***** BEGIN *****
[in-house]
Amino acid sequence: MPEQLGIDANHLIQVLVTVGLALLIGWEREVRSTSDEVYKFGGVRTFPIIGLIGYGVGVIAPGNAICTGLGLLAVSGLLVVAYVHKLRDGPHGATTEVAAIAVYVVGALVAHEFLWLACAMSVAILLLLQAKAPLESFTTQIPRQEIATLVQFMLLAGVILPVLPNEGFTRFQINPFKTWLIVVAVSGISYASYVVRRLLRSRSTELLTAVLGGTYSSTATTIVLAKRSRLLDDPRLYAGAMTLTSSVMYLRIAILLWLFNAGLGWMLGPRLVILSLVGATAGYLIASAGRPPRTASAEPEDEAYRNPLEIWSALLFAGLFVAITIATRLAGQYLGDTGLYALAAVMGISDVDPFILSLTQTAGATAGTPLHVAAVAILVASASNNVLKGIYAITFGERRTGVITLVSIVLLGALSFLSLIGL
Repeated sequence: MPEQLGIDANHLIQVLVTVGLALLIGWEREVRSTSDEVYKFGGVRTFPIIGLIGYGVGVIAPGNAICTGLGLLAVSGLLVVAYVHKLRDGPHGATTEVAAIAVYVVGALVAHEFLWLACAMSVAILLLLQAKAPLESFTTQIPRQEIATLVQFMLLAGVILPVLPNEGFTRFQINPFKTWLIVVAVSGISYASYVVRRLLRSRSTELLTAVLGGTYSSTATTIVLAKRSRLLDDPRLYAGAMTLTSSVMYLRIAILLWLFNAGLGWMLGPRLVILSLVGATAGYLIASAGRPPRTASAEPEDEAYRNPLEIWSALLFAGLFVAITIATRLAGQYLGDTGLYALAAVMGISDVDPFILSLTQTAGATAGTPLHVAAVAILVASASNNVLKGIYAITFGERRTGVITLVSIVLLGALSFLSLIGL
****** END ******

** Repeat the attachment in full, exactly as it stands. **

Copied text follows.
[in-house]
Amino acid sequence: MPEQLGIDANHLIQVLVTVGLALLIGWEREVRSTSDEVYKFGGVRTFPIIGLIGYGVGVIAPGNAICTGLGLLAVSGLLVVAYVHKLRDGPHGATTEVAAIAVYVVGALVAHEFLWLACAMSVAILLLLQAKAPLESFTTQIPRQEIATLVQFMLLAGVILPVLPNEGFTRFQINPFKTWLIVVAVSGISYASYVVRRLLRSRSTELLTAVLGGTYSSTATTIVLAKRSRLLDDPRLYAGAMTLTSSVMYLRIAILLWLFNAGLGWMLGPRLVILSLVGATAGYLIASAGRPPRTASAEPEDEAYRNPLEIWSALLFAGLFVAITIATRLAGQYLGDTGLYALAAVMGISDVDPFILSLTQTAGATAGTPLHVAAVAILVASASNNVLKGIYAITFGERRTGVITLVSIVLLGALSFLSLIGL
Repeated sequence: MPEQLGIDANHLIQVLVTVGLALLIGWEREVRSTSDEVYKFGGVRTFPIIGLIGYGVGVIAPGNAICTGLGLLAVSGLLVVAYVHKLRDGPHGATTEVAAIAVYVVGALVAHEFLWLACAMSVAILLLLQAKAPLESFTTQIPRQEIATLVQFMLLAGVILPVLPNEGFTRFQINPFKTWLIVVAVSGISYASYVVRRLLRSRSTELLTAVLGGTYSSTATTIVLAKRSRLLDDPRLYAGAMTLTSSVMYLRIAILLWLFNAGLGWMLGPRLVILSLVGATAGYLIASAGRPPRTASAEPEDEAYRNPLEIWSALLFAGLFVAITIATRLAGQYLGDTGLYALAAVMGISDVDPFILSLTQTAGATAGTPLHVAAVAILVASASNNVLKGIYAITFGERRTGVITLVSIVLLGALSFLSLIGL